The bacteria in your septic system are working hard to break down the solid in your wastewater. When they’re happy, you’re happy because this means fewer service visits to unclog a backed-up tank. Choose septic-safe detergents to maintain an optimal balance in bacteria and enzymes that break down waste.
This means avoiding detergents that contain these ingredients:
- Artificial whiteners and brighteners
- Chemical dyes
- Artificial fragrances
- Chemical surfactants, sulfates, and enzymes
- Chlorine bleach
- Synthetic foaming agents and thickeners
Opt for a High-Efficiency Toilet
The Environmental Protection Agency recommends upgrading to high-efficiency toilets in your home to help lessen the water load on your septic system. Considering that toilet use accounts for 25 to 30% of all household water use, this is a crucial touchpoint to not overburden your septic system.
Many older homes will have toilets that have a hefty 3.5 to 5-gallon reservoir, while high-efficiency toilets use just a fraction of this at just 1.6 gallons of water or less per flush. This makes for an easy way to reduce the amount of household water entering your septic system.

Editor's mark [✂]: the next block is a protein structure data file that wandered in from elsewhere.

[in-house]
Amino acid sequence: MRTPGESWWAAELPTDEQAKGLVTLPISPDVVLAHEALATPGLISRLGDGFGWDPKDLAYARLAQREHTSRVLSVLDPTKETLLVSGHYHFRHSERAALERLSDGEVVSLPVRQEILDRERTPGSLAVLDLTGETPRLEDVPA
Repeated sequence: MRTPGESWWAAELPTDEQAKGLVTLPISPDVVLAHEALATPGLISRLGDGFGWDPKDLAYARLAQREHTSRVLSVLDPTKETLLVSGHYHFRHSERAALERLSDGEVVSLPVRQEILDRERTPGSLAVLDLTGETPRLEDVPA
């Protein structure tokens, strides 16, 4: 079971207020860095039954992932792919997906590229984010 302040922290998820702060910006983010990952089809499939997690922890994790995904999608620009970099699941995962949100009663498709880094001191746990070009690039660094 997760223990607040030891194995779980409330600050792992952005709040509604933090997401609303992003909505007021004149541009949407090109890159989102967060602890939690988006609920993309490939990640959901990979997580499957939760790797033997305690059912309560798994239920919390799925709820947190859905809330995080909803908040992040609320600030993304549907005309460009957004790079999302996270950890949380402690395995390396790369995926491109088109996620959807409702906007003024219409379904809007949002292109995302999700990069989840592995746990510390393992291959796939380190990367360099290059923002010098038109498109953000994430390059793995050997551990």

Spread Out Your Laundry Routine
Doing all of your household laundry at one time can harm your septic system. While it’s tempting to binge-wash on the weekends and reap the results of your hard work throughout the week, your septic system is doing a silent scream down under.
Instead, try using your washing machine throughout the week. This will give your system ample time to treat waste. It will also prevent the potential of flooding your drain field.
Take Care Of Your Drain Field
Speaking of drain fields, we need to show them some love! While your septic system itself is responsible for collecting and treating waste from the home, the drain field is an essential part of this process.
The drain field is an underground area where wastewater from the septic tank is dispersed and filtered through layers of soil and rocks. The soil acts as a natural filter, removing harmful bacteria and other contaminants before the water re-enters the groundwater system.
To take care of your drain field, mind these important tips:
Never park or drive on your drain field. Heavy vehicles can compact the soil and damage the pipes, leading to costly repairs and potential system failure. Additionally, driving on the drain field can disrupt the distribution of wastewater, increasing the risk of backups and septic system overflow